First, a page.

As far as portraits from the Civil War go, this one is quite famous. It shows a confederate soldier looking a bit disheveled and very serious while holding an 1855 Springfield single-shot pistol carbine.
The Larsen B ice shelf, a large floating ice mass on the eastern side of the Antarctic Peninsula, shattered and separated from the continent 10 years ago. A NASA satellite captured the event in this image from Feb. 23, 2002. The 650 foot-thick, 1,250-square-mile ice shelf had existed since the last ice age.
Ten years ago, a piece of ice the size of Rhode Island disintegrated and melted in the waters off Antarctica. Two other massive ice shelves along the Antarctic Peninsula had suffered similar fates a few years before. The events became poster children for the effects of global warming. But a new study finds that the story isn't quite so simple.
There's no question that unusually warm air triggered the final demise of these huge chunks of ice. But a lingering question is whether these events can be attributed to human-induced global warming.
Cuba has hot weather, hot music, hot politics and hot Cubans. So why is the food so bland?
Tourists who have visited the island, particularly Cuba's state-run restaurants, know that Cuban chefs are deeply fond of frying their ingredients, but the range of seasonings tends to span from salt to garlic, with not much else in between.
Enter the Spice Man. He is Cedric Fernando, co-proprietor of the first and only Indian restaurant in Cuba, called Bollywood. And he's definitely turning up the heat in the kitchen.
Originally published on Wed August 22, 2012 4:39 pm
Picking Wisconsin Rep. Paul Ryan as his running mate has helped GOP presidential candidate Mitt Romney in the Badger State, but just a little, a new poll suggests.
Obama leads Romney among likely voters in Wisconsin, 49 percent to 46 percent, according to a Marquette Law School poll released Wednesday afternoon. The poll was conducted Aug. 16 through 19, following Ryan's selection as Romney's running mate on Aug. 11.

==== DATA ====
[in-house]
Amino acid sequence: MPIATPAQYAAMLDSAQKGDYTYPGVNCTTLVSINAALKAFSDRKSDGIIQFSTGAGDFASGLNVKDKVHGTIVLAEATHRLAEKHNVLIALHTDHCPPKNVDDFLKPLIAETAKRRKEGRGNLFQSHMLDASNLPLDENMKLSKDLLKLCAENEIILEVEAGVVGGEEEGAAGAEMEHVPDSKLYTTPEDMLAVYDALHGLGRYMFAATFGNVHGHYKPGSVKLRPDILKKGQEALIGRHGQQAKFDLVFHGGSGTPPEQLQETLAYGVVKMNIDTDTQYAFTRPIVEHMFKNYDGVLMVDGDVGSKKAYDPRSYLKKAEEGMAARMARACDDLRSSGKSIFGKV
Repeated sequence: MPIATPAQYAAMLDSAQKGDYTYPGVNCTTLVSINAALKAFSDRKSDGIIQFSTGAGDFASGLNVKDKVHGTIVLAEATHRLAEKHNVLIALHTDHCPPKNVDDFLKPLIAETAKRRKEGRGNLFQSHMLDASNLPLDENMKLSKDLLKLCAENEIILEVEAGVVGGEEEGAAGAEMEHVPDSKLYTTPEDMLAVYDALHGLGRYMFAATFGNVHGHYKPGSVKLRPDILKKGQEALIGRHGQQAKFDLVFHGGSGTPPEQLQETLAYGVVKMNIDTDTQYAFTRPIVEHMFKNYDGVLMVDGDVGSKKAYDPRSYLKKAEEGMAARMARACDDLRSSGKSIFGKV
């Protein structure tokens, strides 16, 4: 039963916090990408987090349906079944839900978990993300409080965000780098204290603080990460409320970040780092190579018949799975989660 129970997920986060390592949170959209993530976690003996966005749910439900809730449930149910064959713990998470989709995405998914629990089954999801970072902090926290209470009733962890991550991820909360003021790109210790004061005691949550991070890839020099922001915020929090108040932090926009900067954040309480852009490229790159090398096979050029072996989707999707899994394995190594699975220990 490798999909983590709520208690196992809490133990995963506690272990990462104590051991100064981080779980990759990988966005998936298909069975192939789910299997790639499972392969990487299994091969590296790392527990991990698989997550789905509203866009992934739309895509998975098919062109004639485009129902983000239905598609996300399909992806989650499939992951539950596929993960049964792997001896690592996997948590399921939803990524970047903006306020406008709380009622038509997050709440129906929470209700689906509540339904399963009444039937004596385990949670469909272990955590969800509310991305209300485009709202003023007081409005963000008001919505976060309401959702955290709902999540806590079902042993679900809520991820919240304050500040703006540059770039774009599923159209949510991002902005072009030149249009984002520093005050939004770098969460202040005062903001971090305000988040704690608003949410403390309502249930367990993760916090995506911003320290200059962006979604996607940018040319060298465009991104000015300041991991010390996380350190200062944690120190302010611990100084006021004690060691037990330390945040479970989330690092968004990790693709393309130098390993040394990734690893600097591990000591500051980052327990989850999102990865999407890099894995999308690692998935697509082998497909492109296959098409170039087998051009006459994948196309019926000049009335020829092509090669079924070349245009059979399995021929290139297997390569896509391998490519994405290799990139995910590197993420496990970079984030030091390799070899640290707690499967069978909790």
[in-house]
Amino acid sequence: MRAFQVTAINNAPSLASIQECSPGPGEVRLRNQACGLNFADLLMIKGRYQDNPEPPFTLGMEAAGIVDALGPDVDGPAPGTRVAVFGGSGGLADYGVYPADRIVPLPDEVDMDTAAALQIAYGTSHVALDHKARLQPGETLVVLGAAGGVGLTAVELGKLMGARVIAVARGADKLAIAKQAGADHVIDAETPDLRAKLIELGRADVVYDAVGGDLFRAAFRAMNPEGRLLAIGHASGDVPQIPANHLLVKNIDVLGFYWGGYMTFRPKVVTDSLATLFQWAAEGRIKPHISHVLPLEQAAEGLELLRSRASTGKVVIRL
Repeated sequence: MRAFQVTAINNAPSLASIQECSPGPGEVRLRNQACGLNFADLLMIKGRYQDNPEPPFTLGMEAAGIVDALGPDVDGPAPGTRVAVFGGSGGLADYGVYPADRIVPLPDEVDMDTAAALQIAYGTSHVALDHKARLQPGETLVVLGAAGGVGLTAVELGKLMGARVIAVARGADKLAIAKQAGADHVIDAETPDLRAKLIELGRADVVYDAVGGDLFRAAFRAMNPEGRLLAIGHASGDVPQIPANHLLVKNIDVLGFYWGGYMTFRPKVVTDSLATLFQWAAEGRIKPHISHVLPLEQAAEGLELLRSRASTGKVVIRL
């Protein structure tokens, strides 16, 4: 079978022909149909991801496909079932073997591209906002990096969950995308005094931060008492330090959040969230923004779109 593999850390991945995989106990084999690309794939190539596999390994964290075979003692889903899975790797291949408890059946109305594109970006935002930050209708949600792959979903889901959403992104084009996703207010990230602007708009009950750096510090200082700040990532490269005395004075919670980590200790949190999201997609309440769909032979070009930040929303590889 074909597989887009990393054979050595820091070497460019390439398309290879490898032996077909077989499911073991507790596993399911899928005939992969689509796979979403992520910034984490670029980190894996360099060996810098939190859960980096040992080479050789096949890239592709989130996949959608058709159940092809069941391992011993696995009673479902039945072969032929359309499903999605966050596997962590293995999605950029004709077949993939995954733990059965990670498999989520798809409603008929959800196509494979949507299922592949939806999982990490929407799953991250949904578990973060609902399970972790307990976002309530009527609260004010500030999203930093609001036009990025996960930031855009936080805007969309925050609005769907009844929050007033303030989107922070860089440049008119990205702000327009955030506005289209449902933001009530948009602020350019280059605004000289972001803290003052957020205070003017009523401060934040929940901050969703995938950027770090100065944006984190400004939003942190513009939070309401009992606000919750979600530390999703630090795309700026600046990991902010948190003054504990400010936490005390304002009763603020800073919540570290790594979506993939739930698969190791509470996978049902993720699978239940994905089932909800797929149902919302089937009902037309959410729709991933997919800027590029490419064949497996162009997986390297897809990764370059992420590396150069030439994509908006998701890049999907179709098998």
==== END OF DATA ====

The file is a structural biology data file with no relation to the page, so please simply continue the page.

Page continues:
On the last Friday of each month, my 72-year-old mother, Cashion Callaway, makes a sit-down soup dinner for her community in Silver City.
Young people are invited to come early to help with food preparation and meal set up, which they have done enthusiastically for 5 years now. She takes this opportunity to teach them about cooking and nutrition. Through her example, the kids also learn about commitment and service.
Originally published on Wed August 22, 2012 8:01 pm
It's a typical day at a Head Start center near downtown New Haven, Conn., and restless 3- and 4-year-olds squirm and bounce on a colorful shaggy rug vying for their teacher's attention. Down the hallway several women make their way to a parenting class, stopping to marvel at a 4-month-old baby.
What you don't see, says the center's Keith Young, is men, fathers.
During a hearing in front of a military appeals court, a panel of judges considered arguments on whether Fort Hood shooting suspect Maj. Nidal Hassan should be forcibly shaved.
Hassan's murder trial has been put on hold while the U.S. Court of Appeals for the Armed Forces decides on what to do about Hasan's beard. Hasan is charged with killing 13 people and wounding more than two dozen others in a shooting spree in November of 2009 at the Fort Hood Army post.
It didn't go far, but the NASA rover Curiosity has taken its first test drive on Mars.
"This is how I roll," NASA writes (speaking for Curiosity) with a photo it has released showing the rover's first tracks. "Forward 3 meters, 90 [degree] turn, then back. Electric slide, anyone?"
"We have a fully functioning mobility system," NASA engineer Matt Heverly just told reporters. He said Curiosity ended up moving about 4 1/2 meters during today's test. It also did a full revolution going forward, backed up and did another revolution.